The Buffalo waterfront was struck yet another blow late Friday, Shanghi Reds will be closing for the next few months. The popular waterfront restaurant built 5 years ago to replace the oft-troubled Crawdaddy's will be shuttered for at least the next few months with possible plans of reopening.
There had been stories over the past 6 months that the restaurant was considering making changes to it's structure and menu, but according to staff members they were informed Friday that they would no longer be employed after Sunday brunch service. The restaurant has posted a notice in it's lobby that it is closing the "dining facilities" until April 1st, but that it's banquet facilities will continue on, business as usual. This does not bode well for the restaurant which has become a waterfront attraction. Though upscale, the restaurant has been able to build up its name and is well known for it's Sunday brunch. Unfortunately, it doesn't seem that Sunday brunch and two months of summer are able to pay the bills for a year round restaurant.
The restaurant's at least temporary closing strikes a blow to the local economy. The wait staff and cook's are suddenly looking for work and wondering how they make their next car payment in an already dire local job market. Even more, the closing strikes a blow to Buffalo waterfront development.
The space Shanghi Reds sits on is considered prime real estate for Buffalo Economic Development, aka Byron Brown and his supporters. The restaurant boarding up during the winter has to at least delay checking into a waterfront hotel. Will the patrons of the new hotel stare longingly at the shuttered restaurant and wish they could eat? Or even worse, will the new hotel have a restaurant that competes with a seasonal Shanghi Reds?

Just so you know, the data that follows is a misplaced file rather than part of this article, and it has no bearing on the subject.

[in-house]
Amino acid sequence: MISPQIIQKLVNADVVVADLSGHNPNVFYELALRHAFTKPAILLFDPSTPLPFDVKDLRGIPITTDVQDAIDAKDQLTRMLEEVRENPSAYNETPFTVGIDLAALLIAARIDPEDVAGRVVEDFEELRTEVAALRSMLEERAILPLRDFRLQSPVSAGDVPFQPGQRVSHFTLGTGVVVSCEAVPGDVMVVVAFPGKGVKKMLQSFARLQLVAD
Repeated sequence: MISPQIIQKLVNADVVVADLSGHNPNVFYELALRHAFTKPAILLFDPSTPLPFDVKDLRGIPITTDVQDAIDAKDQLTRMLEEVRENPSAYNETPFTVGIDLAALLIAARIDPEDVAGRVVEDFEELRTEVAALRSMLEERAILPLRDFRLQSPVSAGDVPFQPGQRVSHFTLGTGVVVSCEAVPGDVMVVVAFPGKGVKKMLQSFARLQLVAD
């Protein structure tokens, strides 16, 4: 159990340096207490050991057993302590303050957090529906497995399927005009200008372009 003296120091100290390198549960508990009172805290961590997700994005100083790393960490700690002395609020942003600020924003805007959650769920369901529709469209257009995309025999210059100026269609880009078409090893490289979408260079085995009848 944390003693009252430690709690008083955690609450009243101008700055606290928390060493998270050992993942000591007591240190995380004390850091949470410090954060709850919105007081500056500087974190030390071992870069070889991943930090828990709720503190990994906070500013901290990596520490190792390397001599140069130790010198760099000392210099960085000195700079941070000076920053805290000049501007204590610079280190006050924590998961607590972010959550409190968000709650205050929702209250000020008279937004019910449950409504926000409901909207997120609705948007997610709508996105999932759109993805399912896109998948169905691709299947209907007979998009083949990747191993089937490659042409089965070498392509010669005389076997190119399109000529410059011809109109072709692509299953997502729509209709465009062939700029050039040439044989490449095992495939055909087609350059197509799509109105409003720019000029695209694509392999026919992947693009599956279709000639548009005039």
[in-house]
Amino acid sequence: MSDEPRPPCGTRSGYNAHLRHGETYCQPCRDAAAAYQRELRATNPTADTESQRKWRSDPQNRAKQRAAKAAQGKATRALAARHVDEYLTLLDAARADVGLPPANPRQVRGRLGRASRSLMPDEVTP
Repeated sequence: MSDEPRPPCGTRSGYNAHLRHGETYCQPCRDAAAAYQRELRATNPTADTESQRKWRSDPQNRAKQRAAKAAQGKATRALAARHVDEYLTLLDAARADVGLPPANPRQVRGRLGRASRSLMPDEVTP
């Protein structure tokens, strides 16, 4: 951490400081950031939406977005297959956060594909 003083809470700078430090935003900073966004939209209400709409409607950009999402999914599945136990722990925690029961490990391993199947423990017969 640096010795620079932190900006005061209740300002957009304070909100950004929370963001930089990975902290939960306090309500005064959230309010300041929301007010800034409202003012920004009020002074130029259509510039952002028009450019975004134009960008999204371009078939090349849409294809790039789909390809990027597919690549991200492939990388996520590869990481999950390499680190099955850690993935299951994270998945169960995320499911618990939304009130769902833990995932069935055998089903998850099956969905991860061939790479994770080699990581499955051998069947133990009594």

Economic Development leaders keep telling us Bass Pro is being lured to our waterfront, but maybe the closing of Shanghi Reds will be the wake up call people need. If we want the waterfront to be vibrant and exciting year round, it needs people year round, simple as that. Once the boats are out of the water and the lake freezes there has to be a reason for people to come to the waterfront. Canalside could be that reason, Bass Pro won't be. At best Bass Pro will be a casino; lure people in, take their money, then they go home without stopping anywhere else. At worst, Bass Pro will be a failure that will eat up precious economic dollars.
Take the economic dollars and build 100 small reasons for people to go to the waterfront; stores, businesses, museums, and condos. Don't put all of your money and investment in one big chain store that won't save a region. Look at Baltimore's inner harbor, or Jacksonville's riverfront, these projects give residents and tourists alike a place to go that satisfies many needs. Maybe Shanghi Reds will reopen April Sat, but more than likely another waterfront restaurant has died waiting on the economic revival that's been being promised for the last 20 years.